When the Dallas Cowboys decided to part ways with future Hall of Fame tight end Jason Witten this offseason, it was seen by the majority as a positive move. Witten, at age 37, clearly was not the tight end he once was. In 2019 he totaled his lowest receiving yards in a season since his rookie year in 2003.
A big factor in the decision to let Witten go was that Dallas re-signed Blake Jarwin. The tight end agreed to a four-year deal at the beginning of the free-agency period. It’s clear that the Cowboys feel that Jarwin can come in, and at the very least, match the production that Witten had last season. In Mike McCarthy’s offense in Green Bay, he liked to have versatile, athletic tight ends who can make plays down the field, and Jarwin fits that role perfectly.
So after Dallas re-signed him, they could have decided they were set at the position. The Cowboys could have rolled with Jarwin and Dalton Schultz, and let Cole Hikutini and another draftee/UDFA battle it out for the third spot, but they didn’t.
Just a week after they re-signed Jarwin, Dallas went out and inked former Kansas City Chief’s tight end Blake Bell to a one-year deal, worth nearly two million. Bell is one of five former Oklahoma Sooner’s on the Dallas roster, and has played with four different teams during his five-year career.
In college at Oklahoma, Bell actually played some quarterback during his first three seasons. Although he was not used much as a passer, he did do some serious damage on the ground, rushing for 24 touchdowns. Bell was almost exclusively used in short-yardage situations.
QB/TE Blake Bell 3 yard TD run! pic.twitter.com/2A51nXDsw1— Lifelong TOMpa Bay Buccaneers fan (@FTBeard1) March 30, 2020
Bell was not able to translate a pretty impressive college career into much NFL production, but last season in Kansas City, he did catch eight passes for 67 yards and scored a touchdown against the Houston Texans in the playoffs.
Another variation they like to run is to the tight end out of the backfield. Mahomes reads the safety creeping into the box. If he runs with the wheel, he'll give to the RB on the inside zone. The safety plays the run so Mahomes hits a wide open Blake Bell for the TD. pic.twitter.com/OxyaJOWWWG— rich (@richjmadrid) January 31, 2020
Despite how impressive some of his college tape is, Dallas is not going to use Bell to run the football, or probably much in the passing game either, but there is a big way he can help their offense. When he was in Kansas City, Bell earned the nickname, “The Belldozer” due to his ability in the blocking game.
Woo, Blake Bell went hunting on that end around run by Mecole Hardman pic.twitter.com/5Gp4P9MwWV— Terez A. Paylor (@TerezPaylor) January 19, 2020
Mahomes with the boot, puts Jaquiski Tartt in a compromising position. No right answer here for him, and K.C. leads 7-3 with 31 seconds left in the first quarter. Nice job by Anthony Sherman and Blake Bell of firing off, down-blocking and selling it. pic.twitter.com/CO5HUWdSzq— Terez A. Paylor (@TerezPaylor) February 3, 2020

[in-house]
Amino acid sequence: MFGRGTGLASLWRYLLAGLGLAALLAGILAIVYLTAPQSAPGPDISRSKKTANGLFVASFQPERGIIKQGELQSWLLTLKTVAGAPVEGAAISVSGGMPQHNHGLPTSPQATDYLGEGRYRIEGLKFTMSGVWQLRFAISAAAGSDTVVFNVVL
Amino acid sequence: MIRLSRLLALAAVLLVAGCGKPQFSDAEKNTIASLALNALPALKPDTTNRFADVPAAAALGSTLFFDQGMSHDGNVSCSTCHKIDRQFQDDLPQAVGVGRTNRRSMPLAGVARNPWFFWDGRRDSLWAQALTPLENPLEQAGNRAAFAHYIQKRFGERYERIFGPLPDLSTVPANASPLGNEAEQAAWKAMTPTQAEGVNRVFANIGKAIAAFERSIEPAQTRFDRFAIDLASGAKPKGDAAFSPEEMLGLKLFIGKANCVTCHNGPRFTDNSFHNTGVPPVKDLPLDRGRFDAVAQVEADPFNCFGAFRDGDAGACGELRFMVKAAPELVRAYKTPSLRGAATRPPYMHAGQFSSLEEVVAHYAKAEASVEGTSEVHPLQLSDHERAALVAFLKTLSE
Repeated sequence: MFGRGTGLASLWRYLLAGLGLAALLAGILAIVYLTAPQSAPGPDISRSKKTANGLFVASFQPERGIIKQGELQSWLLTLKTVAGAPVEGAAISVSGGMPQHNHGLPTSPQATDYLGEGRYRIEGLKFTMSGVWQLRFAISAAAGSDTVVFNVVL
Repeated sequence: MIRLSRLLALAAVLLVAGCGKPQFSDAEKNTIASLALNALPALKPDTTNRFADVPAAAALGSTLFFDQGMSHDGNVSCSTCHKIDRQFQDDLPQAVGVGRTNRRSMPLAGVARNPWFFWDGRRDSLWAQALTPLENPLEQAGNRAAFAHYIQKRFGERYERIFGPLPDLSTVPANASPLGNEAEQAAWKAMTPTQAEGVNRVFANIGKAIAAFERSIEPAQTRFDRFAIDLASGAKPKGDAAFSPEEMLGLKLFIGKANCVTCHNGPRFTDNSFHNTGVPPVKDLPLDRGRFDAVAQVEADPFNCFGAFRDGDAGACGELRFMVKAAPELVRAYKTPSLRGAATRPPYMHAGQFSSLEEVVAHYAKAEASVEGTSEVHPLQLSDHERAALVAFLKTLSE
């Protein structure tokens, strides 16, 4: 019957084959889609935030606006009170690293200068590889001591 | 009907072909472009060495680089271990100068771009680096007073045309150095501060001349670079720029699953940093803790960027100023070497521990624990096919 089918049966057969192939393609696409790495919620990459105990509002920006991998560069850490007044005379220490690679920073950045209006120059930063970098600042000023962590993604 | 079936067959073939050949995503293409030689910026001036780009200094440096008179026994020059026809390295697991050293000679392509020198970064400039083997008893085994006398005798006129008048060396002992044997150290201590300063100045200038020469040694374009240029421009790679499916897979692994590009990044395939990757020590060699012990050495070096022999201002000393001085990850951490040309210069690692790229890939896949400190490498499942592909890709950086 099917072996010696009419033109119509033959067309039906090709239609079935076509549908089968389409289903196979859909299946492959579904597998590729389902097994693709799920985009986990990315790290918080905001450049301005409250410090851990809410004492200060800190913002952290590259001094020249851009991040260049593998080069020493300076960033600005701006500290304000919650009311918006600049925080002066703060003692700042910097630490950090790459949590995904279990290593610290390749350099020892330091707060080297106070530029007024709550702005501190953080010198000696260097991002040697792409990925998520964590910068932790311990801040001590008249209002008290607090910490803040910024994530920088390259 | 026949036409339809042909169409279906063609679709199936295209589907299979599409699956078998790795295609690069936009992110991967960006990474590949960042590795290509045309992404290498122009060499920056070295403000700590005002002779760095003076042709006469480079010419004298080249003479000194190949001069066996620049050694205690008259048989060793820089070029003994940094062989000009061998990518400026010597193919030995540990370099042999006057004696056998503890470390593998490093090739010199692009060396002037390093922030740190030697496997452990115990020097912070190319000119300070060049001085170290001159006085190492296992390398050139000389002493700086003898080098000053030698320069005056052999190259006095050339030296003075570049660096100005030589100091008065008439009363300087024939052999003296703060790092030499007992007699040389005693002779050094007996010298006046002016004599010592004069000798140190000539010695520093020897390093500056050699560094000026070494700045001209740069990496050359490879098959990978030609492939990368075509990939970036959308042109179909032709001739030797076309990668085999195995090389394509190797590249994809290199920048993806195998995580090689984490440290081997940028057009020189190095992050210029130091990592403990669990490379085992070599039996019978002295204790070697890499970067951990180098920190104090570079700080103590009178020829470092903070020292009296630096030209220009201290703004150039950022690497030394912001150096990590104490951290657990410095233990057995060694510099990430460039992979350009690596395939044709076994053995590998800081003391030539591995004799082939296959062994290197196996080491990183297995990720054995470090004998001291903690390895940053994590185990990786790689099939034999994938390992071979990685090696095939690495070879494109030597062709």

Last season, all three of the Dallas tight ends scored less than a 70 overall blocking rating, according to Pro Football Focus. Witten, who was the Cowboys main tight end used in blocking situation, recorded a run blocking grade of 60.1, 48th out of all tight ends in the entire NFL. Bell on the other hand, recorded a blocking grade of 69 or higher in all but five games throughout the year.
With McCarthy at the helm, Dallas likely will move away some from the traditional blocking tight end role we have seen with the past regime, but that does not mean there will not be opportunities for Bell to see the field. In the past few seasons, the Cowboys have really been hit or miss on short-yardage situations, especially in the red zone.
Last year Ezekiel Elliott had a 33.3% touchdown rate when rushing inside the 10-yard line, and Dallas scored a touchdown on just 31 of their 54 trips inside the red zone. While that’s a middle of the pack number, if you look at the teams who converted red zone trips into touchdowns the best, seven of the top ten in the league made the playoffs last season.
One other aspect of Bell’s game that can’t be overlooked is his ability to play special teams. Last year in Kansas City, he saw action on just under 50% of their special teams snaps, that was in addition to playing on roughly 38% of the offensive snaps. Bell was a very useful piece for the Chiefs on offense and special teams.
Blake Bell is not going to play a huge role in the Dallas offense, but if he can step in for Jason Witten and provide more in pass and run blocking and contribute a little catching the football, Dallas could have a better tight end combination in 2020 than they did in 2019.